Blichmann Riptide overheating?

Homebrew Talk - Beer, Wine, Mead, & Cider Brewing Discussion Forum

Help Support Homebrew Talk:

akpingel

Well-Known Member
Joined
Sep 26, 2009
Messages
94
Reaction score
7
Location
Huntersville NC
I use 2 Blichmann pumps with my HERMS setup. During the boil, i use one to re-circulate the wort. The last few brews the pump has begun to fail about 30 minutes in to the boil. The pump will make some very loud noises, and then stop spinning altogether. This last time I turned the pump off, and after about 20 minutes it was able to function again so i could recirculate a little bit more before flameout. Ive not been able to find a lot of people posting on this issue. Does anyone know if this is fixable? I rebuilt the pump right before this most recent brew.
Cheers!
 

Golddiggie

Well-Known Member
Joined
Dec 14, 2010
Messages
13,222
Reaction score
1,379
Location
Living free in the 603
If it's anything like the March and Chugger pumps, check the spacing between the magnet (that spins on the motor) and the housing around it. I had that issue with one of my pumps and getting the alignment 100% was the fix. If the riptide pump doesn't have that as an adjustment, reach out to Blichmann with the issue (I would have done that already). See what they have to say. Since these pumps should be able to handle a long run time of hot liquids without issue.
 

day_trippr

Get the shot ffs! Sheesh!
Joined
May 31, 2011
Messages
37,342
Reaction score
20,167
Location
Stow, MA
Is the pump motor actually stopping? Or is this simply a classic case of boiling wort causing cavitation that leads to decoupling the pump rotor?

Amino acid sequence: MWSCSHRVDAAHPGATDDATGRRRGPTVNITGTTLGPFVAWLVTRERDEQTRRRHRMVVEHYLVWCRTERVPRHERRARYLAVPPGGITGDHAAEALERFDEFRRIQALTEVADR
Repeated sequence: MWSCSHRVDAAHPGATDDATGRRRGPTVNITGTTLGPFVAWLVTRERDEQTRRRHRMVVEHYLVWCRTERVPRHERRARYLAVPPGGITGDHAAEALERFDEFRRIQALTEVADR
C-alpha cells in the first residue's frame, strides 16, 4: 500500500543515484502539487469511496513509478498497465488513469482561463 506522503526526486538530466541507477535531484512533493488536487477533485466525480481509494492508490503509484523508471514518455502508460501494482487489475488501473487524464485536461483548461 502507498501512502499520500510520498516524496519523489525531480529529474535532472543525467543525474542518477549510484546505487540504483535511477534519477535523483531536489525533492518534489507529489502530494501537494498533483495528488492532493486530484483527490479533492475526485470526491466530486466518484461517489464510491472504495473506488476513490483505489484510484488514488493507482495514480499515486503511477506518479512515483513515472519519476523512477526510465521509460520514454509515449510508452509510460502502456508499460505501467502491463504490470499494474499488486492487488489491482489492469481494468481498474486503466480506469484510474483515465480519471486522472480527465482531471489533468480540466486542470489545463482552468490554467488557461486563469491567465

TheMadKing

Western Yankee Southerner and Brew Science Nerd
HBT Supporter
Joined
Jun 17, 2015
Messages
3,846
Reaction score
1,943
Location
Gainesville
I use 2 Blichmann pumps with my HERMS setup. During the boil, i use one to re-circulate the wort. The last few brews the pump has begun to fail about 30 minutes in to the boil. The pump will make some very loud noises, and then stop spinning altogether. This last time I turned the pump off, and after about 20 minutes it was able to function again so i could recirculate a little bit more before flameout. Ive not been able to find a lot of people posting on this issue. Does anyone know if this is fixable? I rebuilt the pump right before this most recent brew.
Cheers!
You're decoupling the impeller because you are pulling liquid near its boiling point into the pump and the slight negative pressure is causing it to flash boil which introduces steam/air and creates cavitation.

There's absolutely no reason to recirculate during the boil and it's really bad for your pump
 

day_trippr

Get the shot ffs! Sheesh!
Joined
May 31, 2011
Messages
37,342
Reaction score
20,167
Location
Stow, MA
^Agreed^, there's plenty of agitation going on just from convection currents, and there's plenty of back-end time to sanitize stuff (pumpheads, tubing, CFC or PC) if it wasn't done on the pre-boil.

Once my BK temp is ~210°F I shut off my boil kettle pump until coming down for post-boil whirlpooling. At that point it only takes a couple of degrees below boiling point (I'm 200' ASL) to avoid the flashing phenomenon...

Cheers!
 

Golddiggie

Well-Known Member
Joined
Dec 14, 2010
Messages
13,222
Reaction score
1,379
Location
Living free in the 603